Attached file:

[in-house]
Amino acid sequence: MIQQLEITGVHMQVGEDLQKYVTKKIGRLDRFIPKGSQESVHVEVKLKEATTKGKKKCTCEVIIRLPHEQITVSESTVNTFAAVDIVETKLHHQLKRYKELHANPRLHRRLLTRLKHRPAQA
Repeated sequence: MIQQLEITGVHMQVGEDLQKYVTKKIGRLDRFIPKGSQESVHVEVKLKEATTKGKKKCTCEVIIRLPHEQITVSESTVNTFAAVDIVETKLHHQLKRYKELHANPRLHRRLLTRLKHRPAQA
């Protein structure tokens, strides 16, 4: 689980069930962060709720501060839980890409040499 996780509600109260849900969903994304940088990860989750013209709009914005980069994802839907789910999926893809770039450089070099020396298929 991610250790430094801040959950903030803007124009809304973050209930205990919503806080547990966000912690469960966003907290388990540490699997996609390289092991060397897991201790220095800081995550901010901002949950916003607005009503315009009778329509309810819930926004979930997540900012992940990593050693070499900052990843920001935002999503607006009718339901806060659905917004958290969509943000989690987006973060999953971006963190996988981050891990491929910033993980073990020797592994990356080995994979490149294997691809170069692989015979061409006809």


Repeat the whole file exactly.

[in-house]
Amino acid sequence: MIQQLEITGVHMQVGEDLQKYVTKKIGRLDRFIPKGSQESVHVEVKLKEATTKGKKKCTCEVIIRLPHEQITVSESTVNTFAAVDIVETKLHHQLKRYKELHANPRLHRRLLTRLKHRPAQA
Repeated sequence: MIQQLEITGVHMQVGEDLQKYVTKKIGRLDRFIPKGSQESVHVEVKLKEATTKGKKKCTCEVIIRLPHEQITVSESTVNTFAAVDIVETKLHHQLKRYKELHANPRLHRRLLTRLKHRPAQA
């Protein structure tokens, strides 16, 4: 689980069930962060709720501060839980890409040499 996780509600109260849900969903994304940088990860989750013209709009914005980069994802839907789910999926893809770039450089070099020396298929 991610250790430094801040959950903030803007124009809304973050209930205990919503806080547990966000912690469960966003907290388990540490699997996609390289092991060397897991201790220095800081995550901010901002949950916003607005009503315009009778329509309810819930926004979930997540900012992940990593050693070499900052990843920001935002999503607006009718339901806060659905917004958290969509943000989690987006973060999953971006963190996988981050891990491929910033993980073990020797592994990356080995994979490149294997691809170069692989015979061409006809």